Anesthetics Opioids and Barbiturates

Recommendations for safe perioperative care in the OSA patient include the use of CPAP preoperatively, consideration of intubation over fiberoptic bronchoscope during surgery, and the use of CPAP and regional anesthesia postoperatively rather than the continuous administration of opiates (26). Nasal CPAP can eliminate the postoperative risk of hypoxemia, which would then allow the use of adequate parenteral or oral analgesics. Analgesia has been achieved safely with intravenous morphine sulfate or meperidine hydrochloride (Demerol®) (intensive care unit) and oral oxycodone (OxyContin®, Roxicodone®), while patients were receiving CPAP during all periods of sleep after surgery. There were no significant reductions in SpO2 regardless of the severity of OSA syndrome or obesity (26).

All opiates have the potential to worsen sleep apnea, compromise breathing, and even cause sleep apnea is some cases. Opioids depress respiration, by direct effect on brainstem respiratory centers and by reducing the ventilatory responsiveness to carbon dioxide and hypoxia. Central sleep apnea (CSA) was present in 30% of individuals on methadone maintenance therapy with the severity directly related to the blood level of methadone (27). CSA occurs in less than 1% of the general population (28). Any patient with CSA or OSA taking an opiate medication is at risk of cessation of breathing during sleep without proper nonpharmacologic treatment (e.g., PAP). Persons with sleep apnea should be counseled that any opiate, even oral acetaminophen/hydrocodone (Vicodin®), the most commonly prescribed opiate for acute pain, can be dangerous due to impairment of normal respiratory function. Alternative pain control (e.g., nonsteroidal anti-inflammatory drugs like ibuprofen) should be used in patients whose apnea is not well-controlled with PAP (6,27).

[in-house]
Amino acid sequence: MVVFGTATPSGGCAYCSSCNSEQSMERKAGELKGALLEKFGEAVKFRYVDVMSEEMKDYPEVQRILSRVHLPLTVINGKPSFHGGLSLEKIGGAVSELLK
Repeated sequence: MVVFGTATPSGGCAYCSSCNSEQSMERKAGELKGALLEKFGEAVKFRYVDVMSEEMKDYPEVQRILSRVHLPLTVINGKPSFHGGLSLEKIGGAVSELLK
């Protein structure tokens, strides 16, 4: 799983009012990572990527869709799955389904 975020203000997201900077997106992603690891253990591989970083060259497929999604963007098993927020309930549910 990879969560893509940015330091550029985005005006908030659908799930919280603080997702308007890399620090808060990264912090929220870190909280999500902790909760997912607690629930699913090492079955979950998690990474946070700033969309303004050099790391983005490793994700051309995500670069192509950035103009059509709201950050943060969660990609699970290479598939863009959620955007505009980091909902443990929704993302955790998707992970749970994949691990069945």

Barbiturates, such as phenobarbital, pentobarbital (Nembutal®), secobarbital (Seconal®), and mephobarbital (Mebaral®) have well-established respiratory-depressant effects and they should not be used in patients with OSA. A less potent barbiturate, butalbital, is found in headache remedies like Fiorinal®. It can also compromise respiratory function and it should be avoided in OSA patients (15).

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